We’ve been talking about a feeling that sometimes comes with plane or train travel, and maybe the best name for it is Bonus Time. You’re in the plane or the train, and you can see the world outside the window, and you’re hurtling through it, but it’s very far away, impossible to reach. Inside, your movements are limited, but time feels oddly expansive, as though you’re getting an extra minute for every three. You’ve escaped from normal time, and your reward is a chance to just sit and relax, or read, or listen to music, or sleep. Or maybe you’ll have to do some work, but it moves along with less friction than usual, because you’re in Bonus Time, and it’s roomy in there. That’s mostly what the past couple of weeks have felt like.
When I got here on Friday, Christophe handed me a copy of Alain de Botton’s The Art of Travel, and I keep coming back to this bit on page nine:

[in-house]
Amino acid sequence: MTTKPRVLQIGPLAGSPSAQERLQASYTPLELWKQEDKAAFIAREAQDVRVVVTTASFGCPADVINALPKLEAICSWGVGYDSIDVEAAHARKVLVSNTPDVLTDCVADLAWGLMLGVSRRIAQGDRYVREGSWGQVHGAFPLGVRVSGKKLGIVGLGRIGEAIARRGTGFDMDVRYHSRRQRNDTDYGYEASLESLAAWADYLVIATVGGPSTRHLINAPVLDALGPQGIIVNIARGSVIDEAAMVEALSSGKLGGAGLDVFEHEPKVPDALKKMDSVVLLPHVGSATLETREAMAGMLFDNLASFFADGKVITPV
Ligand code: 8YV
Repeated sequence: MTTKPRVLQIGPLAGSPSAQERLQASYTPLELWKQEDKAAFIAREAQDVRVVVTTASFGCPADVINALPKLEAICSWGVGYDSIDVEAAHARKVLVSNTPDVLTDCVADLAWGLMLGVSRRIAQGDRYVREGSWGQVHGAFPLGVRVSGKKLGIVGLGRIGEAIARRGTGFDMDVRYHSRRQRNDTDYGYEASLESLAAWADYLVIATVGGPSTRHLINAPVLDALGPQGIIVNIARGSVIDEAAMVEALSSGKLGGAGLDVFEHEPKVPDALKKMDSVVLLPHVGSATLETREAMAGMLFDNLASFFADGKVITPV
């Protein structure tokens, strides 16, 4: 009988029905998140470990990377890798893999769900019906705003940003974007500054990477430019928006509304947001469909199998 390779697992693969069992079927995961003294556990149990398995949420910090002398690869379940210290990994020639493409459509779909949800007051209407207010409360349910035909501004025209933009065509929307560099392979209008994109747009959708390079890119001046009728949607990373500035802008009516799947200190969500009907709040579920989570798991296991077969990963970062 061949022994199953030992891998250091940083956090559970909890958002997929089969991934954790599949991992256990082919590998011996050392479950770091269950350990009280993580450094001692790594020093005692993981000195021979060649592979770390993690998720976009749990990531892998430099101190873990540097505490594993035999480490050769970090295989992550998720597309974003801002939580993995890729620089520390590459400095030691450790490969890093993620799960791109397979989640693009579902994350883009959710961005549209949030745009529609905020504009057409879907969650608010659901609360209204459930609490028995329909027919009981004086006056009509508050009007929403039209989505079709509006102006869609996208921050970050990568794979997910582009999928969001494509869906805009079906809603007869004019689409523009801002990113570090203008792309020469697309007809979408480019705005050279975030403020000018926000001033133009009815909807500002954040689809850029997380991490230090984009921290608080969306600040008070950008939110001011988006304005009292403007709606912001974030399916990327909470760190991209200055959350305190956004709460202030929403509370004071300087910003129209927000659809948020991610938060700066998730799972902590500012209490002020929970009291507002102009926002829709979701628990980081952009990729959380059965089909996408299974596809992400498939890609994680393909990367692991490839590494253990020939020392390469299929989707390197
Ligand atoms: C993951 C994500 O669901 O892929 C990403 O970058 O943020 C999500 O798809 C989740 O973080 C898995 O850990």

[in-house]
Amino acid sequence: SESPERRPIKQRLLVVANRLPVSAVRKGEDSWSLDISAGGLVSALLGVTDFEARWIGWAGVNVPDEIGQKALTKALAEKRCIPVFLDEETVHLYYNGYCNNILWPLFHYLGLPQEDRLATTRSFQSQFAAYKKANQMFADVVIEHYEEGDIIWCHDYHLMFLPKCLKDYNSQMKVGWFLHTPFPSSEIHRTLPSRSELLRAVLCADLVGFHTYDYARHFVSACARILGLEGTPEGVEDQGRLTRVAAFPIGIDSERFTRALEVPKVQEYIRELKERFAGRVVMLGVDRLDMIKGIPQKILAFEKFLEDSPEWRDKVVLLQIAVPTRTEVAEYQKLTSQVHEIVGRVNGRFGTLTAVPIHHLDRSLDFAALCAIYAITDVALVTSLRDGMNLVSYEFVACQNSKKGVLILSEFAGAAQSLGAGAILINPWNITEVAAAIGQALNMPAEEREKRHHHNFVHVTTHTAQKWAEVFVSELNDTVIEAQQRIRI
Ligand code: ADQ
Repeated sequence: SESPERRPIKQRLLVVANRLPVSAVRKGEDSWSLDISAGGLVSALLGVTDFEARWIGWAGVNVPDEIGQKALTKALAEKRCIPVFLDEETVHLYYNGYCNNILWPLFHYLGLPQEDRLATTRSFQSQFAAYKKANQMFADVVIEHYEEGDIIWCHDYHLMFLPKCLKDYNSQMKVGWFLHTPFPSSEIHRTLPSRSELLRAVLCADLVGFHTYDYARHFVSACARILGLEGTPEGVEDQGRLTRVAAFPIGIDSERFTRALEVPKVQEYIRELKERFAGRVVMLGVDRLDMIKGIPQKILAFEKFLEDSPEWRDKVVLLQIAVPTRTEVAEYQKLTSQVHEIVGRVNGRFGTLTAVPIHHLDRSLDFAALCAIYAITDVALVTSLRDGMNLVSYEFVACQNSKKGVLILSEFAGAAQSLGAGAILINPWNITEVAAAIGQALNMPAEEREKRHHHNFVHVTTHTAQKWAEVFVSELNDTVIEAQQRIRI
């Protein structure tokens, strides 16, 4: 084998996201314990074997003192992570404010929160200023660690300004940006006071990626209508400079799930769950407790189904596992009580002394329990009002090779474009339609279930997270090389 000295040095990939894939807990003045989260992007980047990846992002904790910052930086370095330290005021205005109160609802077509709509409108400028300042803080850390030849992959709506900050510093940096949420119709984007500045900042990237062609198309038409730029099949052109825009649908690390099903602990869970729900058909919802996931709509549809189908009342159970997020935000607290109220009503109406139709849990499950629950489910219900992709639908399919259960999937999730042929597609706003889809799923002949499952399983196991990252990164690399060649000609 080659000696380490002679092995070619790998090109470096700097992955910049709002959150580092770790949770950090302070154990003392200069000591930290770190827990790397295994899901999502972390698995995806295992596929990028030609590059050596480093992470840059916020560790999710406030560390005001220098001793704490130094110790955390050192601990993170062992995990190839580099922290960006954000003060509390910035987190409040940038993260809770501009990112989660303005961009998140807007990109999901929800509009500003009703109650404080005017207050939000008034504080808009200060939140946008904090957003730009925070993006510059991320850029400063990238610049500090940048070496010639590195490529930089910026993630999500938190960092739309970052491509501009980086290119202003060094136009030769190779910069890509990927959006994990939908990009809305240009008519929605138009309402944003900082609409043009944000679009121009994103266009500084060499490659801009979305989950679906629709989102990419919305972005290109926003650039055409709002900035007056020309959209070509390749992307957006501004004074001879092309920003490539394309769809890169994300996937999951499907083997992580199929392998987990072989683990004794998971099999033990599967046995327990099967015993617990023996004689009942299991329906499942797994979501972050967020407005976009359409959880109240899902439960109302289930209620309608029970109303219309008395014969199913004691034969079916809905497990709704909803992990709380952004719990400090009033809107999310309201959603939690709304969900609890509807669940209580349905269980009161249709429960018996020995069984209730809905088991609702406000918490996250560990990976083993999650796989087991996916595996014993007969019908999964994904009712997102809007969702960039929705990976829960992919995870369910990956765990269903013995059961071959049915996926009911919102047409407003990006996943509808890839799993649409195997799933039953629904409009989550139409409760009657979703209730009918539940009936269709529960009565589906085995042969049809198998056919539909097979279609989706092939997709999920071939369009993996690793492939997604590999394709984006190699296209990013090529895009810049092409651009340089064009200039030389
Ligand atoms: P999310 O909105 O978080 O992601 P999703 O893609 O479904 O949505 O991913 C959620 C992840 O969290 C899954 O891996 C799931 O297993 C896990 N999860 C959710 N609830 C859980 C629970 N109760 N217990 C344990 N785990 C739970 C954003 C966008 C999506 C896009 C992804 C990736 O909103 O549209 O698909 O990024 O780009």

If our lives are dominated by a search for happiness, then perhaps few activities reveal as much about the dynamics of this quest - in all its ardour and paradoxes - than our travels. They express, however inarticulately, an understanding of what life might be about, outside the constraints of work and the struggle for survival.
That about nails it. I go home tomorrow.
Thank you to Anne for suggesting Négatif Plus, and to Xavier for the help and the beer! I now have photos from Paris. These were taken on October 22.
More soon, from Seattle.
P.S. Happy Halloween.